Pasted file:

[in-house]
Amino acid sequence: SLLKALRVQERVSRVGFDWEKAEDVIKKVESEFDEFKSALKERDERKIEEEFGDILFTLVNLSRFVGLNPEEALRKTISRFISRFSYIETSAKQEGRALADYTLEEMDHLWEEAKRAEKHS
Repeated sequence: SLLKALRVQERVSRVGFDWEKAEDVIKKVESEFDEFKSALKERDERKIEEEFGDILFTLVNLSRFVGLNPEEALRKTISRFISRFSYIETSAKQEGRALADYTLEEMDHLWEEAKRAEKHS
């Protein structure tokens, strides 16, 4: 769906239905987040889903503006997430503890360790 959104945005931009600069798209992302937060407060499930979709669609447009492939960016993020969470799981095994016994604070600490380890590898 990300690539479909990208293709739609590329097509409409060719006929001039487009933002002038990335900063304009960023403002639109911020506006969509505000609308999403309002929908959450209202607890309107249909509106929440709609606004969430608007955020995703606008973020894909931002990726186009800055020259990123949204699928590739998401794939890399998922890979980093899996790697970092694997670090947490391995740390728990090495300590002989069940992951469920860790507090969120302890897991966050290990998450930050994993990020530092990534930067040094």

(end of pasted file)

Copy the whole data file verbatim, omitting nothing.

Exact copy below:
[in-house]
Amino acid sequence: SLLKALRVQERVSRVGFDWEKAEDVIKKVESEFDEFKSALKERDERKIEEEFGDILFTLVNLSRFVGLNPEEALRKTISRFISRFSYIETSAKQEGRALADYTLEEMDHLWEEAKRAEKHS
Repeated sequence: SLLKALRVQERVSRVGFDWEKAEDVIKKVESEFDEFKSALKERDERKIEEEFGDILFTLVNLSRFVGLNPEEALRKTISRFISRFSYIETSAKQEGRALADYTLEEMDHLWEEAKRAEKHS
């Protein structure tokens, strides 16, 4: 769906239905987040889903503006997430503890360790 959104945005931009600069798209992302937060407060499930979709669609447009492939960016993020969470799981095994016994604070600490380890590898 990300690539479909990208293709739609590329097509409409060719006929001039487009933002002038990335900063304009960023403002639109911020506006969509505000609308999403309002929908959450209202607890309107249909509106929440709609606004969430608007955020995703606008973020894909931002990726186009800055020259990123949204699928590739998401794939890399998922890979980093899996790697970092694997670090947490391995740390728990090495300590002989069940992951469920860790507090969120302890897991966050290990998450930050994993990020530092990534930067040094």